Sjobergs has a lower-end model at $400- anybody ever see/use it? I’m nervous because of the weight- only comes in at 60 pounds, wondering if it can handle planing without rocking. Bolting to the floor is an option I suppose.

    Any other ideas?

    • Gavin

      This is probably going to sound atrocious, but having done so in the past it is a viable option. If you can get solid core doors at a reasonable price, seconds work great, and use a combination of construction methodology and traditional joinery in box construction a very solid option can be built. I have built a couple of benches- no expert and the current one I am using has these at its core. I had a concrete slab to build on as a work area with a couple of sawhorses, little time and a lot of second hand material from construction. The top was about 1600mm long to suit the small space it was going in. The ‘legs’ were another door cut down to two sections and housed across the width of the top and a third door was cut down for the base. I used lockable castors and the internal area for storage that were added as I could. I used second hand hardwood for an apron across the front face(housed) that stiffened up the box to prevent racking. strengthened the top, is good to mount a vice to and can be drilled for dog holes and two offcuts of plywood for an internal shelf under the benchtop and a back which braced everything along with the apron. As I had time I have added five drawers for storage and a variety of storage options on both sides under the overhanging top. The top surface is a box of 10mm beech parquet (it literally fell off the back of a truck and they didn’t bother to retrieve it because the box split open, killed me carrying it home in my backpack on a bike) that was laid with flooring glue and skirted on the three non apron sides with second hand hardwood. I have pounded the heck out of this benchtop and it has been extremely resilient and the 10mm parquet gives the holdfast something to grip as mdf sucks at this. The crux of this is that it is quick and cheap and can be adapted easily to a variety of designs- solid strip flooring on top would be a great option. May be an interim solution and incorporate a wide variety of techniques that could open up the students to a lot of scope. Later with a bit more time, money etc solid timber benches could be constructed using these and then they get repurposed. Paul Sellers shows how to build a great bench from construction grade timber and there are countless others (including a certain English woodworker I believe) . Anyhow thats my two cents that worked for me at a certain point. If you want a pic or two happy to oblige.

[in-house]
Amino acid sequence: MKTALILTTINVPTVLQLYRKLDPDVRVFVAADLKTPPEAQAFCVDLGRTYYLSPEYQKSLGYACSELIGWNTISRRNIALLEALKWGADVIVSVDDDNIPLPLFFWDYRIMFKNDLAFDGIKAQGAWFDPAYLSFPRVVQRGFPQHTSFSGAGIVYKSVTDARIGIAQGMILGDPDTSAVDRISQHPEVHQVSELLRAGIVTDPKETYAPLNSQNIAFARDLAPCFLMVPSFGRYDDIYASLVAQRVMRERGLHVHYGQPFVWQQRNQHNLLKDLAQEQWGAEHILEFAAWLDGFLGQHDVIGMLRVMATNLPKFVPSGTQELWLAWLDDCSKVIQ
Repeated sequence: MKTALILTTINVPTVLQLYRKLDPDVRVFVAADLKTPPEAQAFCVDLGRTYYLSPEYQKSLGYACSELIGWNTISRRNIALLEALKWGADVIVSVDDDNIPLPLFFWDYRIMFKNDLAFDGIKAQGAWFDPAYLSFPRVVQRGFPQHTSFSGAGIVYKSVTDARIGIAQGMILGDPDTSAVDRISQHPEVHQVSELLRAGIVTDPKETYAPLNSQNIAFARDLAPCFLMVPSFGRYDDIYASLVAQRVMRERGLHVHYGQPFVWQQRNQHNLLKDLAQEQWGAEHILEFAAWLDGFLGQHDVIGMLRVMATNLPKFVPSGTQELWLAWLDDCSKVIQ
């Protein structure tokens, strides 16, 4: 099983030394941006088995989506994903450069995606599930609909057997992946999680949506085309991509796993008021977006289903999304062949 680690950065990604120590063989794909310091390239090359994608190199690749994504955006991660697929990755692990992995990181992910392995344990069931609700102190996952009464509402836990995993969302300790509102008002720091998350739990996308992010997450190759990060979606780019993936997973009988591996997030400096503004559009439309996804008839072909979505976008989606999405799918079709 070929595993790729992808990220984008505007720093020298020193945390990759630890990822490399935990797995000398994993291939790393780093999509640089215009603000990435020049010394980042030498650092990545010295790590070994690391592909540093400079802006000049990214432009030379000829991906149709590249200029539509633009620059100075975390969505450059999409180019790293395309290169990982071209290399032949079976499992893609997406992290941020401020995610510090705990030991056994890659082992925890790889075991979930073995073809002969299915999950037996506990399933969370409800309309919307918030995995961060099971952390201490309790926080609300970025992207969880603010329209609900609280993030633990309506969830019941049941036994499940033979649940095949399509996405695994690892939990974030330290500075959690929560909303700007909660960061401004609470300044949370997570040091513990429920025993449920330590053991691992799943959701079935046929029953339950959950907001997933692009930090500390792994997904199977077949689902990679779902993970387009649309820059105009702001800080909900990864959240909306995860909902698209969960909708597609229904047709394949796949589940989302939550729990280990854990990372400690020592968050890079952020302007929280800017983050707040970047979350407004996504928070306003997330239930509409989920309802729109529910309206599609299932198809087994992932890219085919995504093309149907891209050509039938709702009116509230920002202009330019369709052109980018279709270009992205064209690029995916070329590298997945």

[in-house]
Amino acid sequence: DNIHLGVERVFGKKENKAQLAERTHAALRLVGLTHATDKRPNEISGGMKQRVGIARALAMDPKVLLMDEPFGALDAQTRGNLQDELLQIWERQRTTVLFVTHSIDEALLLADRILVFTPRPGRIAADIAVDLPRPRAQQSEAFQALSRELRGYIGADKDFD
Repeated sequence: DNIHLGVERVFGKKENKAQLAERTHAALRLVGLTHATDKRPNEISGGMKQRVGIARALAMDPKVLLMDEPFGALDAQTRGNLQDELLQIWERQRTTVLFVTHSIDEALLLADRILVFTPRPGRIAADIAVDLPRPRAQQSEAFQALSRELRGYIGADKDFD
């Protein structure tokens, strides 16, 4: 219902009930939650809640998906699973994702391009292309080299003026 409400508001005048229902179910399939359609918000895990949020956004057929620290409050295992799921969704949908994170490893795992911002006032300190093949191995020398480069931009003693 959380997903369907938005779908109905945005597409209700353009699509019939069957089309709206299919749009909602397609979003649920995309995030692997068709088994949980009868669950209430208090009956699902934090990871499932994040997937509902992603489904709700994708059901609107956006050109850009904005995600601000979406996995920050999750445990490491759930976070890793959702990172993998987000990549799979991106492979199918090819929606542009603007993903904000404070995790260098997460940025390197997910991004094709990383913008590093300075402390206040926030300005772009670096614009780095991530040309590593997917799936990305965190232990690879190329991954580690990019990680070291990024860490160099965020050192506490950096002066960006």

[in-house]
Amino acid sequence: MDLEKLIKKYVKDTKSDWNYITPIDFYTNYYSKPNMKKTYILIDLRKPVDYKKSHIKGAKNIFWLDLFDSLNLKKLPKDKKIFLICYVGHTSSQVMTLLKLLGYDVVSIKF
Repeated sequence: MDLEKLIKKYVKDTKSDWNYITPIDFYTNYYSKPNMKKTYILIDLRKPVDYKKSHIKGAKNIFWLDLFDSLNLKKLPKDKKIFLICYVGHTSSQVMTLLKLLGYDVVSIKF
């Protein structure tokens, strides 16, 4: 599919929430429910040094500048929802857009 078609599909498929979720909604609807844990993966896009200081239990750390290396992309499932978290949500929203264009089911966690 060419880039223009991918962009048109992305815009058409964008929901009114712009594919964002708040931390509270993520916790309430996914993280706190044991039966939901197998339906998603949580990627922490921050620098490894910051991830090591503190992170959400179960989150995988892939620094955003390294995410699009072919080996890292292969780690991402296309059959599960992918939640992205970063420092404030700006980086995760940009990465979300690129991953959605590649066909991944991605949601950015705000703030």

• Joe

        Wow, would love to see pics!

        Just came across this bench:

        It’s more expensive than we budgeted, but we could get away with 5 sets of tools (4 kids to a workstation) instead of 10 sets (2 to a workstation). I know to an adult this sounds like a drag (sharing tools? No thanks), but 12-15 year olds LOVE working together in groups. I know it will be less efficient, but really for this age group I’m mostly focused on getting them excited about making things from their own hands, and developing patience and craftsmanship. I think those are skills that carry over into whatever they choose to do with their lives.

        For the kids that really get excited about woodworking, I can work more intensely with them after school.

        • Brian Eve

          Here is where I would say that you really need some good, stable work surfaces. I have yet to see a manufactured bench that one would really get their money’s worth out of. Is there a local group of handtool woodworking enthusiasts who might be willing to help knock up a few benches? (These guys could also be a source of expertise for the kids.) It doesn’t have to be complicated, just stable. They can be smallish. It also doesn’t have to be fancy with the most expensive vices. If your kids learned to plane boards with just planing stops and crotchets, they would learn something valuable.

        • JMe


          There is a bench in this book “Woodworking for beginners : a manual for amateurs” by Charles Gardner on page 57 regarding an easy to build high woodwork bench and how to work without a vice. It was printed in 1904 and the introduction is well worth a read as to how little things have changed from now. His projects are a bit over dependant on nails but I thought it a wonderful book.

          It’s out of print and free on

          • JMe

            The bench is 30″ high which seems to have gone missing in the above.

        • Gavin

          Hi Joe, I am a bit of a dimwit when it comes to this sort of stuff so not sure the best way to get a pic or two to you if you want to have a look at the bench I mentioned. Suggestions?

    • Jasper

      I second Gavin’s concept. It’s not atrocious. Keep it simple and stable. For general construction, I use two trestles, three 2×4’s and a full sheet of plywood. Very cheap and works fine. It’s collapsable, which means it cannot be used for planing. But it’s not too difficult to make a fixed (box) construction that is suitable. Elaborate on it for fixing vises etc.